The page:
Tuesday, February 28, 2012

Artist's Profile: Jim Aparo

Jim Aparo started his comics career at Charlton Comics
where he did a little bit of everything,
and eventually he landed a regular gig at DC Comics
where he provided some of the most well-known
and well-loved versions of many of their heroes.

In the 1960s, '70s, and '80s, he was a premier
artist, a workhorse who churned out an
incredible workload for the quality maintained!

His characters were rich, dynamic, and filled with
story. a single pose or facial expression could
tell you volumes!

His inks, his expressiveness, his fashion and
architecture were unmistakable.

Although more of a realist in his approach, there
was an excitement and an over-the-top feel for
his stories that translated very well onto the comics page.

His lavish panels, filled with details and grit, brought
a wonderful darkness to the 4-color page.

Aparo could draw anything with his versatile hand, too,
as he deftly proved when working on a series like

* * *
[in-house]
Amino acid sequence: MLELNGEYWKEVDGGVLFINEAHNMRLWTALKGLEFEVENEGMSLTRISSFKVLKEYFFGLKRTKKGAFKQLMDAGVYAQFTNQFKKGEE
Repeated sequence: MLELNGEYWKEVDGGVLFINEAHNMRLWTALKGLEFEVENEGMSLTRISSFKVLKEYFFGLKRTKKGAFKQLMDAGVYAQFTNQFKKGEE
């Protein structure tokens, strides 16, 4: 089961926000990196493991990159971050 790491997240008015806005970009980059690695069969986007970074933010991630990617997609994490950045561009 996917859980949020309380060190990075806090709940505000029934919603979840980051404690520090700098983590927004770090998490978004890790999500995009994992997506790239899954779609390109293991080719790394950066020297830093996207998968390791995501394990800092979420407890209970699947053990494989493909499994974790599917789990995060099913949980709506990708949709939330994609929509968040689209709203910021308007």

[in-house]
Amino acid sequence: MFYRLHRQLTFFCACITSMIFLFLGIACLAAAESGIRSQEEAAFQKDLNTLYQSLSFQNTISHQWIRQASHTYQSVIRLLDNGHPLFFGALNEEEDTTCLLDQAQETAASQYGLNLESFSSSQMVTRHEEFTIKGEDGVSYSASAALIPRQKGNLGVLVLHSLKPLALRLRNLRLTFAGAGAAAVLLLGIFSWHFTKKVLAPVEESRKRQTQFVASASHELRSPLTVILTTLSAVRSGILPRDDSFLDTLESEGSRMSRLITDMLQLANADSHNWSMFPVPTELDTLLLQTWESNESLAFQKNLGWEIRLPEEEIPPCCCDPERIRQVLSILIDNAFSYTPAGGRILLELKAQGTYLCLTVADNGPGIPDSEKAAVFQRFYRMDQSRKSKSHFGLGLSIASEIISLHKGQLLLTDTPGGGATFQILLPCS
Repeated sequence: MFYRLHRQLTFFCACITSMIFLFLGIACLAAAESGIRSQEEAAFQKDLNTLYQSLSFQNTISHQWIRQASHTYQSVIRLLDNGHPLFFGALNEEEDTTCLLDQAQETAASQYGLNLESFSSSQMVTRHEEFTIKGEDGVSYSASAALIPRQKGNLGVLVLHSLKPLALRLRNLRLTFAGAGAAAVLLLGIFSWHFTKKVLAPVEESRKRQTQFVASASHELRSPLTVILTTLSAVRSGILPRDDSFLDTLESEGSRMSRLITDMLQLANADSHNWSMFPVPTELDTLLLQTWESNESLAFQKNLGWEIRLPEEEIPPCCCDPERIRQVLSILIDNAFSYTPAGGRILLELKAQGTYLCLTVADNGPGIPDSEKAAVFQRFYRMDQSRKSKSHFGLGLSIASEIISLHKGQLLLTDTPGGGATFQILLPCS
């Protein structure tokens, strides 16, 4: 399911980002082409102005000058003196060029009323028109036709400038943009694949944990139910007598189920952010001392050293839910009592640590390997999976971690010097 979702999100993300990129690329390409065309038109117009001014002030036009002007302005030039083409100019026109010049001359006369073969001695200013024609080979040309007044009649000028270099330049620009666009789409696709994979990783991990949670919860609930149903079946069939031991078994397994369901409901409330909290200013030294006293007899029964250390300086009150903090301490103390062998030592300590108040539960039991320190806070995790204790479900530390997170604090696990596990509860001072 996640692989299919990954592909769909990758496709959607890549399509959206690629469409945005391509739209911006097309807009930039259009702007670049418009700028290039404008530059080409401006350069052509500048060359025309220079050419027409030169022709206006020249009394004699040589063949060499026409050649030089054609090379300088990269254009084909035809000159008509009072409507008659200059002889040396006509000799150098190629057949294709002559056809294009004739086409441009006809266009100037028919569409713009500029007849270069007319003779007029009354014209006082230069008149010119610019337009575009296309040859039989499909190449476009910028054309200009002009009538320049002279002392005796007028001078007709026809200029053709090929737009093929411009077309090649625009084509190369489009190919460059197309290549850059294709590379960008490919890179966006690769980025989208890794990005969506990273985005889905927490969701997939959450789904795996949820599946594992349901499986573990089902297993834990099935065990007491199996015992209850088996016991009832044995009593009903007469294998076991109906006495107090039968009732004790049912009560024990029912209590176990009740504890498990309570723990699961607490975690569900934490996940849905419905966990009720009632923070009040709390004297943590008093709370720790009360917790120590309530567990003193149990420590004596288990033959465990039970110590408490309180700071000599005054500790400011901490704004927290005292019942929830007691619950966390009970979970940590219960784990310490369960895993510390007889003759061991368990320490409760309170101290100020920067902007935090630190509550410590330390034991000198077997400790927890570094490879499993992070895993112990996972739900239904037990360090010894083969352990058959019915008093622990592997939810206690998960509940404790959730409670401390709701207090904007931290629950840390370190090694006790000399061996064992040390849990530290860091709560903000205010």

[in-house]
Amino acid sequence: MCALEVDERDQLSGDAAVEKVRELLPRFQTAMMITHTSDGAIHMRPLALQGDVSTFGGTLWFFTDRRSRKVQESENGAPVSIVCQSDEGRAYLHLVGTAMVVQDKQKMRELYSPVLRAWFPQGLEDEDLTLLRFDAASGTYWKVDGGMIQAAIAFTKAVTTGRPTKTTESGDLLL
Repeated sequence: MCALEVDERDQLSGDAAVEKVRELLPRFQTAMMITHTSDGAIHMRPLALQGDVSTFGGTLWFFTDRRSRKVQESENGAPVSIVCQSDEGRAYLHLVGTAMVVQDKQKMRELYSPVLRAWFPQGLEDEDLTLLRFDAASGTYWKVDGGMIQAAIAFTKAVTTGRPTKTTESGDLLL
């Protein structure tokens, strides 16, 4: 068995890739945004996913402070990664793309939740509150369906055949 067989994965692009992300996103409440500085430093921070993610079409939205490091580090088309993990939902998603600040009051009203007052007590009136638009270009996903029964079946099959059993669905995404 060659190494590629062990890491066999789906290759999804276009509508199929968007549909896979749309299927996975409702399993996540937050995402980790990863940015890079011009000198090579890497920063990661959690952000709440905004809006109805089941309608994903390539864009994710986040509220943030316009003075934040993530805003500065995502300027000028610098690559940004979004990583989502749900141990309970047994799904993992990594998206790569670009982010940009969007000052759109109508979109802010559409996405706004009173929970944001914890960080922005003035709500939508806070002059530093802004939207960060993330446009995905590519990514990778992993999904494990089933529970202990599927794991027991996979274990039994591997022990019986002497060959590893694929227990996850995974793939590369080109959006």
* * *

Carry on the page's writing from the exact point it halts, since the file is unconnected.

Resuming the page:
"The Brave & the Bold," wherein the featured
characters changed every month; supernatural murder with
the Spectre one moment, and light-hearted fun with the
Metal Men the next. No beats skipped.

His cover work is among the most remembered
and beloved of the time; the contents of the book
seeming to burst forth with pizazz.

Jim drew the Batman in one form or another
for nearly twenty years, becoming synonymous
with the character and his style during that time

The poignancy of melodrama is encapsulated with
Jim Aparo's powerful lines and spacing.
This cover (and others pictured here) remain cemented
in my mind as some of the best comics art ever done,
still providing an emotional kickback.

Aparo drew well into his 60's, still providing
covers and other pieces. He died in 2005 at the age of 72.

He leaves behind a huge legacy of comics art
and story that fans will relish for years to come.


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